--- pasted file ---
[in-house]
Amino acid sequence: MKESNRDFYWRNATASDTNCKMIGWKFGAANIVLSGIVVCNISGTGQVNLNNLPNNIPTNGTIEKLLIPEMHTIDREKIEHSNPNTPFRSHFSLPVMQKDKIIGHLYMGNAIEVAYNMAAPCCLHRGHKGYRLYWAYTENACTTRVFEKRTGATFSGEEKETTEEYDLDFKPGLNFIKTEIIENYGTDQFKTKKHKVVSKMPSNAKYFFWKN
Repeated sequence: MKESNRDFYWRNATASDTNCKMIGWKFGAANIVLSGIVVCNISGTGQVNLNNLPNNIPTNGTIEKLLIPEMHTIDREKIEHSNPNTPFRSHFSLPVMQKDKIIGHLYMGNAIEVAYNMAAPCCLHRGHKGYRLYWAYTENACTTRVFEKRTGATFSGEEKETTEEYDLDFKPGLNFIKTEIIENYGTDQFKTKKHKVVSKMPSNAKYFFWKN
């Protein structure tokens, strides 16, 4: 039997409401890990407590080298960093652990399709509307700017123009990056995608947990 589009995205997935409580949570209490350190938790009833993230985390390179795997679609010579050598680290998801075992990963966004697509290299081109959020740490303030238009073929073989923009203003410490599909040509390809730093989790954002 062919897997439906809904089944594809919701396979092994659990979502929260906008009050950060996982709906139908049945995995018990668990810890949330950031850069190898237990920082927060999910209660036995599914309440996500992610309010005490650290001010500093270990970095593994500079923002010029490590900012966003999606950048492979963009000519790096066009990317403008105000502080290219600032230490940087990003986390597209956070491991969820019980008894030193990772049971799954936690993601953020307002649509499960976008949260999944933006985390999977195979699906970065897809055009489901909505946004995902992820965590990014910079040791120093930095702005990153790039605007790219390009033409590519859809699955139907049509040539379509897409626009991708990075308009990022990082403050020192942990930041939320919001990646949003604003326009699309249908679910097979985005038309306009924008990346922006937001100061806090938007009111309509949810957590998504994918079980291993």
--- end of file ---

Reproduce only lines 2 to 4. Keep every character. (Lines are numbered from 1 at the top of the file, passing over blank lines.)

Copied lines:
Amino acid sequence: MKESNRDFYWRNATASDTNCKMIGWKFGAANIVLSGIVVCNISGTGQVNLNNLPNNIPTNGTIEKLLIPEMHTIDREKIEHSNPNTPFRSHFSLPVMQKDKIIGHLYMGNAIEVAYNMAAPCCLHRGHKGYRLYWAYTENACTTRVFEKRTGATFSGEEKETTEEYDLDFKPGLNFIKTEIIENYGTDQFKTKKHKVVSKMPSNAKYFFWKN
Repeated sequence: MKESNRDFYWRNATASDTNCKMIGWKFGAANIVLSGIVVCNISGTGQVNLNNLPNNIPTNGTIEKLLIPEMHTIDREKIEHSNPNTPFRSHFSLPVMQKDKIIGHLYMGNAIEVAYNMAAPCCLHRGHKGYRLYWAYTENACTTRVFEKRTGATFSGEEKETTEEYDLDFKPGLNFIKTEIIENYGTDQFKTKKHKVVSKMPSNAKYFFWKN
């Protein structure tokens, strides 16, 4: 039997409401890990407590080298960093652990399709509307700017123009990056995608947990 589009995205997935409580949570209490350190938790009833993230985390390179795997679609010579050598680290998801075992990963966004697509290299081109959020740490303030238009073929073989923009203003410490599909040509390809730093989790954002 062919897997439906809904089944594809919701396979092994659990979502929260906008009050950060996982709906139908049945995995018990668990810890949330950031850069190898237990920082927060999910209660036995599914309440996500992610309010005490650290001010500093270990970095593994500079923002010029490590900012966003999606950048492979963009000519790096066009990317403008105000502080290219600032230490940087990003986390597209956070491991969820019980008894030193990772049971799954936690993601953020307002649509499960976008949260999944933006985390999977195979699906970065897809055009489901909505946004995902992820965590990014910079040791120093930095702005990153790039605007790219390009033409590519859809699955139907049509040539379509897409626009991708990075308009990022990082403050020192942990930041939320919001990646949003604003326009699309249908679910097979985005038309306009924008990346922006937001100061806090938007009111309509949810957590998504994918079980291993």